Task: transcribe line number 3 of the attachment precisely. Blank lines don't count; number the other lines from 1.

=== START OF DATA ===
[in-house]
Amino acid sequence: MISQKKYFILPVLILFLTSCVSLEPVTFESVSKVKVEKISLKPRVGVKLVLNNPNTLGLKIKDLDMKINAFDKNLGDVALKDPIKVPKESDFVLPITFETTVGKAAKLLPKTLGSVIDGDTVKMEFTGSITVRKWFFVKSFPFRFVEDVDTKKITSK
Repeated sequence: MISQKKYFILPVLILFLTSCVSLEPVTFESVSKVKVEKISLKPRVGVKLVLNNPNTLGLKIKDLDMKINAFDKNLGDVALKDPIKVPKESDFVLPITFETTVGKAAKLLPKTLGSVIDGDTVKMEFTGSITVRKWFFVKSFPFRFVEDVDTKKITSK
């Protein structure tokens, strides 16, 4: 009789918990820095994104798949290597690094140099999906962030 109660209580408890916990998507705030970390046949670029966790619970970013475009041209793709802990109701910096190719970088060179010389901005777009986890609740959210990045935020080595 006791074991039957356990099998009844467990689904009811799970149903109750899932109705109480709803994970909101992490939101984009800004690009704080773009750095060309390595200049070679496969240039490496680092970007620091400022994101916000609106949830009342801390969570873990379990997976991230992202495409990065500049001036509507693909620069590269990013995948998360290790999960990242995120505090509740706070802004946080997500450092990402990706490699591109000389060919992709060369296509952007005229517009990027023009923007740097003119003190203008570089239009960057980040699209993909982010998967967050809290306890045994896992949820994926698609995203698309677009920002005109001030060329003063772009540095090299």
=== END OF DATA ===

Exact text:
Repeated sequence: MISQKKYFILPVLILFLTSCVSLEPVTFESVSKVKVEKISLKPRVGVKLVLNNPNTLGLKIKDLDMKINAFDKNLGDVALKDPIKVPKESDFVLPITFETTVGKAAKLLPKTLGSVIDGDTVKMEFTGSITVRKWFFVKSFPFRFVEDVDTKKITSK